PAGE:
Making sense of mortgage types



Your home may be repossessed if you do not keep up repayments on your mortgage.

 

Choosing a mortgage isn’t as simple as looking at the interest rates and fees you’ll be charged. With so many different types of mortgages you need to consider what the right type for you would be.

 

Fixed rate mortgages

This is where the interest you are charged remains the same for a set number of years, usually between two to five years. With a fixed rate mortgage, you can budget more easily and don’t have the worry of interest rates going up. However, if interest rates drop you won’t benefit.

You should be aware that there may be charges if you want to leave the deal early before the fixed rate period ends. As it nears the end of the fixed rate term you should look for a new mortgage deal a couple of months earlier. Once the fixed rate deal ends you will automatically move onto the lenders standard variable rate (SVR) which is usually higher.

 

Standard variable rate mortgages

This is the normal interest rate your lender charges house buyers. It will last throughout the term of your mortgage unless you choose to take out another mortgage deal. When there is a rise or fall in the base rate set by the Bank of England, changes in the interest rate may occur which means your rate could increase or fall at any time.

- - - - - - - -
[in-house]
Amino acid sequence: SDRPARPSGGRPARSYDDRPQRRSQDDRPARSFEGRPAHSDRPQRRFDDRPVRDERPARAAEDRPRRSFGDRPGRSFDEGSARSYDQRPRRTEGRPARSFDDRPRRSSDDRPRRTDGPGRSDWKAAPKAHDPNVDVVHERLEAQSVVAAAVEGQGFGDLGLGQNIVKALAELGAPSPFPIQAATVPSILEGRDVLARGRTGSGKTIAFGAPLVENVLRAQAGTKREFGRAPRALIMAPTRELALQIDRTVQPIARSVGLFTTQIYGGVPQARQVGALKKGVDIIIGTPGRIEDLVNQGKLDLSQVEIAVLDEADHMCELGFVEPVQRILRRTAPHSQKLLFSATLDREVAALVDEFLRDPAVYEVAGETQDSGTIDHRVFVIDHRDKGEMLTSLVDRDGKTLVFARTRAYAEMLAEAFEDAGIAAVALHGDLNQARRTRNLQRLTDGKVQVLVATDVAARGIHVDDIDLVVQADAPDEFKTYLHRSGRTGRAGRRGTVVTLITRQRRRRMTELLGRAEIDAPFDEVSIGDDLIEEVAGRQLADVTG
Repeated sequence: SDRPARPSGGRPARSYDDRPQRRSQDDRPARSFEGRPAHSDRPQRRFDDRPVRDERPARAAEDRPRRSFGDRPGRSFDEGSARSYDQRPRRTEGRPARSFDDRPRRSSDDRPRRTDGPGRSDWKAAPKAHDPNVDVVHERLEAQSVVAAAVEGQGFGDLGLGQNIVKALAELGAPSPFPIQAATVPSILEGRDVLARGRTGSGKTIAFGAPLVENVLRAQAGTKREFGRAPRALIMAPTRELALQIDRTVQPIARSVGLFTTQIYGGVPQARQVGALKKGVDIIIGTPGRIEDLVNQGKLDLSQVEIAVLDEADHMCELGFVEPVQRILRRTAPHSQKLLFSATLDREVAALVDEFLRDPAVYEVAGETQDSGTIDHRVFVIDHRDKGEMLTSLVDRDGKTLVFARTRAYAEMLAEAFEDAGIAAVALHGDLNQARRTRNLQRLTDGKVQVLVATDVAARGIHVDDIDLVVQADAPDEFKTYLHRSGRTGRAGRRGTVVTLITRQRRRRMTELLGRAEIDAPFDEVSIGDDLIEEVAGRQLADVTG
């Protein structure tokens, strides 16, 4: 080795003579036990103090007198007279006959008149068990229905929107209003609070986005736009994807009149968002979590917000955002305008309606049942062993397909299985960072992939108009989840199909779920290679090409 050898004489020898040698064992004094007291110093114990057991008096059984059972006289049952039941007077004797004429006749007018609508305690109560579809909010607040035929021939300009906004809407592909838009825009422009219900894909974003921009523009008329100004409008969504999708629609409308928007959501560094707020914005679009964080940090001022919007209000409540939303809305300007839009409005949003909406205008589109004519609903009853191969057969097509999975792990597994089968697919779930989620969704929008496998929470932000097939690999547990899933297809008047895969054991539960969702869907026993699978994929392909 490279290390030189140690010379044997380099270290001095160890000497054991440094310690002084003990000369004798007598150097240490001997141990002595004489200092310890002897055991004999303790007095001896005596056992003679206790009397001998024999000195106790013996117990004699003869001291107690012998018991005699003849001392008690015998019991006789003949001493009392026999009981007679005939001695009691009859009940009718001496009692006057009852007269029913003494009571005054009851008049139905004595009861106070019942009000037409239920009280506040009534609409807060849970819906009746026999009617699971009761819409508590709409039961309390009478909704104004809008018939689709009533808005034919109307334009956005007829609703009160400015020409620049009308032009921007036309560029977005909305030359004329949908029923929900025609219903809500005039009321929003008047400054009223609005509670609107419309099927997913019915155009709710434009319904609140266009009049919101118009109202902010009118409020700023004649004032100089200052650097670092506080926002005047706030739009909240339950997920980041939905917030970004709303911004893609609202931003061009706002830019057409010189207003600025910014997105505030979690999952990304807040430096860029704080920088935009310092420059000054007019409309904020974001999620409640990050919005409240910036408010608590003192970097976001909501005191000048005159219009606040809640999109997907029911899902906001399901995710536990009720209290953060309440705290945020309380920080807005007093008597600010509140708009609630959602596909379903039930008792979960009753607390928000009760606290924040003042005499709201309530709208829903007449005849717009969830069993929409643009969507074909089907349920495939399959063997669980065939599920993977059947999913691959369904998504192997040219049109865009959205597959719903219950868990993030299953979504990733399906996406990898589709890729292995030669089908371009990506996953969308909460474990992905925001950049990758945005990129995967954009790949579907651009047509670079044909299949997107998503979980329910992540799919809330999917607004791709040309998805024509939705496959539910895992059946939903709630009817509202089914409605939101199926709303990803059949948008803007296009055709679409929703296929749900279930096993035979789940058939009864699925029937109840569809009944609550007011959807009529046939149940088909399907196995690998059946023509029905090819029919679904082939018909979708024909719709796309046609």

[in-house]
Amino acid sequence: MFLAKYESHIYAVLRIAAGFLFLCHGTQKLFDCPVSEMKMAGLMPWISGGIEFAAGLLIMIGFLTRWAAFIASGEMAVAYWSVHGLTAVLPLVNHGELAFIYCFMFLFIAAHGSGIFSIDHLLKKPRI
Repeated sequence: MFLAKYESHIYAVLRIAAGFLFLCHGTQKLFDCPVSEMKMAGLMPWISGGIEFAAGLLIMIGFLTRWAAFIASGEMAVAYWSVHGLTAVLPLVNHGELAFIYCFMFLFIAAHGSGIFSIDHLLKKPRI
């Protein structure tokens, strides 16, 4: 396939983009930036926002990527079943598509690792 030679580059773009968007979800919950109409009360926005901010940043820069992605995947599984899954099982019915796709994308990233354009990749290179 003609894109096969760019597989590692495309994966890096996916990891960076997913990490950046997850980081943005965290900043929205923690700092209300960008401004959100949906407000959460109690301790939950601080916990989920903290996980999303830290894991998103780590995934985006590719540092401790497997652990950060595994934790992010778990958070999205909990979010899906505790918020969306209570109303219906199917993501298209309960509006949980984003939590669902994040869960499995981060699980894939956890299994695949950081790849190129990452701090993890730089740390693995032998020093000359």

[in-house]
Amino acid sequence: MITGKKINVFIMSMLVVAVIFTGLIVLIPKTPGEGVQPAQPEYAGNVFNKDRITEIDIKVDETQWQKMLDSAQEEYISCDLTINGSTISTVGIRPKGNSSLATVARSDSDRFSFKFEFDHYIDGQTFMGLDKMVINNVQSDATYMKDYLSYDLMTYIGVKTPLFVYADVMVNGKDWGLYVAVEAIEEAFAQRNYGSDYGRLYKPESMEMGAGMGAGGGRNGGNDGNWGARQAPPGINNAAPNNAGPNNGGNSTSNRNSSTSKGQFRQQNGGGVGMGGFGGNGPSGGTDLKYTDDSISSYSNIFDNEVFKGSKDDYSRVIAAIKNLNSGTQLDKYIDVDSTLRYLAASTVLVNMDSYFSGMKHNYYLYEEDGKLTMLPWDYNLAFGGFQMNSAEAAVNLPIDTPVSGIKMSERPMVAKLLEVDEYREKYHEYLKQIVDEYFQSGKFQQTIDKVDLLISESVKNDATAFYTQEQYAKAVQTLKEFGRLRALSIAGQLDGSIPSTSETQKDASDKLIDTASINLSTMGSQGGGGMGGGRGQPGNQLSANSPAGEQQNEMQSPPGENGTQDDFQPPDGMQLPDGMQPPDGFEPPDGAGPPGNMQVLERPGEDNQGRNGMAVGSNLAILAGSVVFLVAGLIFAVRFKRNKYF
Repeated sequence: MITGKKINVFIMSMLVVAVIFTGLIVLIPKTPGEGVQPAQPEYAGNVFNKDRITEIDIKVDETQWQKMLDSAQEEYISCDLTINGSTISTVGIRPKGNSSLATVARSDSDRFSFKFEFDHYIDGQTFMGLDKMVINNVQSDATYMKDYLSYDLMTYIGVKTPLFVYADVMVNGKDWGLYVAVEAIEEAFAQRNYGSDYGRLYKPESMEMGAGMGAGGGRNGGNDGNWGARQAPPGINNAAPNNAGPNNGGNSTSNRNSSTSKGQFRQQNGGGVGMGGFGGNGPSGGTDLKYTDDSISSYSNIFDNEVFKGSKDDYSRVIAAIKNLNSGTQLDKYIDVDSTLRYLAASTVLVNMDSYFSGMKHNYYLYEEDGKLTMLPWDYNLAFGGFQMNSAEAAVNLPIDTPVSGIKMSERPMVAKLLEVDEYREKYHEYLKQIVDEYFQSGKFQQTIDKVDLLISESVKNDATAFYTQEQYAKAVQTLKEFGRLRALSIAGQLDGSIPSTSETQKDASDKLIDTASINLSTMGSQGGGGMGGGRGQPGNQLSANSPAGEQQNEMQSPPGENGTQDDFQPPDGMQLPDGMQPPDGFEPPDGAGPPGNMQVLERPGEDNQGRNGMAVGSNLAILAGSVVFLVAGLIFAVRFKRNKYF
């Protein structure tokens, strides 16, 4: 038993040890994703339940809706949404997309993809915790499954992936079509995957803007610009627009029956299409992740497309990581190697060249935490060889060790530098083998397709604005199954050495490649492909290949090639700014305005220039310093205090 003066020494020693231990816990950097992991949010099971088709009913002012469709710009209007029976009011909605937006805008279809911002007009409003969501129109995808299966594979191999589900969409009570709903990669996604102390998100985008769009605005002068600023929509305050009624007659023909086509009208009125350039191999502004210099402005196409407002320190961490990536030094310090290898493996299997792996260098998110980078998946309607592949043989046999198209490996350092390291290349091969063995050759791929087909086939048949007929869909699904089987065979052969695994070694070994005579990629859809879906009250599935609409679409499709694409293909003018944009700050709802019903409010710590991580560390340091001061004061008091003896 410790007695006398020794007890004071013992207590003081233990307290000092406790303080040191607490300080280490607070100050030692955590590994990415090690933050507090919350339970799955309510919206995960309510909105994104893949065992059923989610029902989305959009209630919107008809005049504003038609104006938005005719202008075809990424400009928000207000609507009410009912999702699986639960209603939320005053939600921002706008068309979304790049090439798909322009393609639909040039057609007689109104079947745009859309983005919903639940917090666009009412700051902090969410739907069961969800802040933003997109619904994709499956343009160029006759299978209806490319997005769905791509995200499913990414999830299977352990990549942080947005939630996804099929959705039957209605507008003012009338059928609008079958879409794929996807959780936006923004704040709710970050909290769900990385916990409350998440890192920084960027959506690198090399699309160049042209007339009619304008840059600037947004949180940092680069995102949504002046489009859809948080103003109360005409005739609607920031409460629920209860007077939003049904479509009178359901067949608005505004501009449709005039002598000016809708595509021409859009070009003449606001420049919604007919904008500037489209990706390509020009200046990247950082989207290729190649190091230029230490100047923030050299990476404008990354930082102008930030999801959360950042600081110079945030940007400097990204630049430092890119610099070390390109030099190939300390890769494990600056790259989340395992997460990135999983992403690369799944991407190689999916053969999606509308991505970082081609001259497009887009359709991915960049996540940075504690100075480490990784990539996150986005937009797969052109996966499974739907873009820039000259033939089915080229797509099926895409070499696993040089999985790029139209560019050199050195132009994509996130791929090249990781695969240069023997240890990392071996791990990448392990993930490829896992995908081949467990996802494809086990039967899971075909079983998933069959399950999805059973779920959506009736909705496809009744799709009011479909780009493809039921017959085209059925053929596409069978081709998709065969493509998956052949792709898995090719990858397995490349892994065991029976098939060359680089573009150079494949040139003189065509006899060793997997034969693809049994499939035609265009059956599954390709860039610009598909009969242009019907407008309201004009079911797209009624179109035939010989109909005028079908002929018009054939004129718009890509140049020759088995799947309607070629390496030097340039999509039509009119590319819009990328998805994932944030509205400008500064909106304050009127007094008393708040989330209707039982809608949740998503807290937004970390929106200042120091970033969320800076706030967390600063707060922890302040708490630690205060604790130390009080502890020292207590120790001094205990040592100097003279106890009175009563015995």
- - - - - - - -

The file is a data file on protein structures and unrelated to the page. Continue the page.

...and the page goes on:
Tracker mortgages

This type of mortgage moves in line with the Bank of England’s base rate plus a few percent. If the base rate increases by 1% then so will your interest rate. Usually these mortgages are for two to five years, but some lenders offer them for the full term or until you switch to a new mortgage deal. The benefit of this type of mortgage is when the rate falls so will your mortgage repayments. But likewise, when it increases your payments go up. You should also check for early repayment charges if you want to change before the deal period ends.

 

Discount mortgages

This is where a lender offers a discount off their standard variable rate (SVR), but it only applies for a specific length of time, usually two or three years. Do not assume that the biggest discount offered means the lowest interest rate. SVR’s vary across lenders so it pays to shop around.

 

Capped mortgages

With this type of mortgage your interest rate moves in line with the lenders SVR. However, the cap means it cannot rise above a certain level. Whilst your rate wont rise above the level set, you should ensure you can afford to make the repayments if interest rates do rise to the capped level.

 

Offset mortgages

This type of mortgage links your savings and current accounts to your mortgage and you only pay interest on the difference. Whilst you still pay your mortgage each month your savings act as an overpayment which helps to clear your mortgage early.

 

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